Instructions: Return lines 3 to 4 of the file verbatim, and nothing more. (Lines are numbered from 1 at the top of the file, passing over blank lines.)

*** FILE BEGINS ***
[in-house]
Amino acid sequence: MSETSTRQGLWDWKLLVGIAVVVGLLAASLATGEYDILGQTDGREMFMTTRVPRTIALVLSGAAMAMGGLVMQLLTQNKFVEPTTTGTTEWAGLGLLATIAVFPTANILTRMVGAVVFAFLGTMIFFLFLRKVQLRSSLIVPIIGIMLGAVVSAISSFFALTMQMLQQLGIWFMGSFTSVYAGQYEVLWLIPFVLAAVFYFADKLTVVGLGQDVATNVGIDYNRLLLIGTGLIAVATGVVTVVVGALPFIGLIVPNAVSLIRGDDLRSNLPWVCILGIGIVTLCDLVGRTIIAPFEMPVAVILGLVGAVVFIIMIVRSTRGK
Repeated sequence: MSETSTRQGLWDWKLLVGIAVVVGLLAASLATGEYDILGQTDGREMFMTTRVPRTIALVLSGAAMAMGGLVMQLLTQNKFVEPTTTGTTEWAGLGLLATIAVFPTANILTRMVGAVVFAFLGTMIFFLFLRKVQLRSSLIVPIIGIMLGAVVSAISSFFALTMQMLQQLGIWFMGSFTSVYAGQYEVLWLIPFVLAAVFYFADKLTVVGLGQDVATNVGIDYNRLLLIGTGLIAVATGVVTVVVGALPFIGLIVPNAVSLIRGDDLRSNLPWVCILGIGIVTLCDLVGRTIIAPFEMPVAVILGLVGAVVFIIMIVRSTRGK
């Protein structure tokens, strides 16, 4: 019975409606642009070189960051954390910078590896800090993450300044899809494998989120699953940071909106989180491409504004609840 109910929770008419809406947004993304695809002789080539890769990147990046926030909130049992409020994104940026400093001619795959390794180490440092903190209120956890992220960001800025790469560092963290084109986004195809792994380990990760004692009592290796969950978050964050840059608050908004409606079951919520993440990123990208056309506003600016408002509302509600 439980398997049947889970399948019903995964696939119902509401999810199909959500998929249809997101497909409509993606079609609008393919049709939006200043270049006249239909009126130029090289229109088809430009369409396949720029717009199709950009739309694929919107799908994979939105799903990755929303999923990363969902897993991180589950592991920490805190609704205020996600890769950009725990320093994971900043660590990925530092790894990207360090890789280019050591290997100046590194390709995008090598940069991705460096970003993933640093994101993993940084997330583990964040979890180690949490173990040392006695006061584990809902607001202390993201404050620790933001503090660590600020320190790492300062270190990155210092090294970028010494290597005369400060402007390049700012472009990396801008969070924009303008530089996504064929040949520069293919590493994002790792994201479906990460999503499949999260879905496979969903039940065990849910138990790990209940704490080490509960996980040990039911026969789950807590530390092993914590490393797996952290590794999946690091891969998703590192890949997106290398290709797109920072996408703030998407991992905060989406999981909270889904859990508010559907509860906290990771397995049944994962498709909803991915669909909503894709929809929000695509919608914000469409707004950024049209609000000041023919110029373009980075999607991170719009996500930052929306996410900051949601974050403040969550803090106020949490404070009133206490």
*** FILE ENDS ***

Repeated sequence: MSETSTRQGLWDWKLLVGIAVVVGLLAASLATGEYDILGQTDGREMFMTTRVPRTIALVLSGAAMAMGGLVMQLLTQNKFVEPTTTGTTEWAGLGLLATIAVFPTANILTRMVGAVVFAFLGTMIFFLFLRKVQLRSSLIVPIIGIMLGAVVSAISSFFALTMQMLQQLGIWFMGSFTSVYAGQYEVLWLIPFVLAAVFYFADKLTVVGLGQDVATNVGIDYNRLLLIGTGLIAVATGVVTVVVGALPFIGLIVPNAVSLIRGDDLRSNLPWVCILGIGIVTLCDLVGRTIIAPFEMPVAVILGLVGAVVFIIMIVRSTRGK
């Protein structure tokens, strides 16, 4: 019975409606642009070189960051954390910078590896800090993450300044899809494998989120699953940071909106989180491409504004609840 109910929770008419809406947004993304695809002789080539890769990147990046926030909130049992409020994104940026400093001619795959390794180490440092903190209120956890992220960001800025790469560092963290084109986004195809792994380990990760004692009592290796969950978050964050840059608050908004409606079951919520993440990123990208056309506003600016408002509302509600 439980398997049947889970399948019903995964696939119902509401999810199909959500998929249809997101497909409509993606079609609008393919049709939006200043270049006249239909009126130029090289229109088809430009369409396949720029717009199709950009739309694929919107799908994979939105799903990755929303999923990363969902897993991180589950592991920490805190609704205020996600890769950009725990320093994971900043660590990925530092790894990207360090890789280019050591290997100046590194390709995008090598940069991705460096970003993933640093994101993993940084997330583990964040979890180690949490173990040392006695006061584990809902607001202390993201404050620790933001503090660590600020320190790492300062270190990155210092090294970028010494290597005369400060402007390049700012472009990396801008969070924009303008530089996504064929040949520069293919590493994002790792994201479906990460999503499949999260879905496979969903039940065990849910138990790990209940704490080490509960996980040990039911026969789950807590530390092993914590490393797996952290590794999946690091891969998703590192890949997106290398290709797109920072996408703030998407991992905060989406999981909270889904859990508010559907509860906290990771397995049944994962498709909803991915669909909503894709929809929000695509919608914000469409707004950024049209609000000041023919110029373009980075999607991170719009996500930052929306996410900051949601974050403040969550803090106020949490404070009133206490």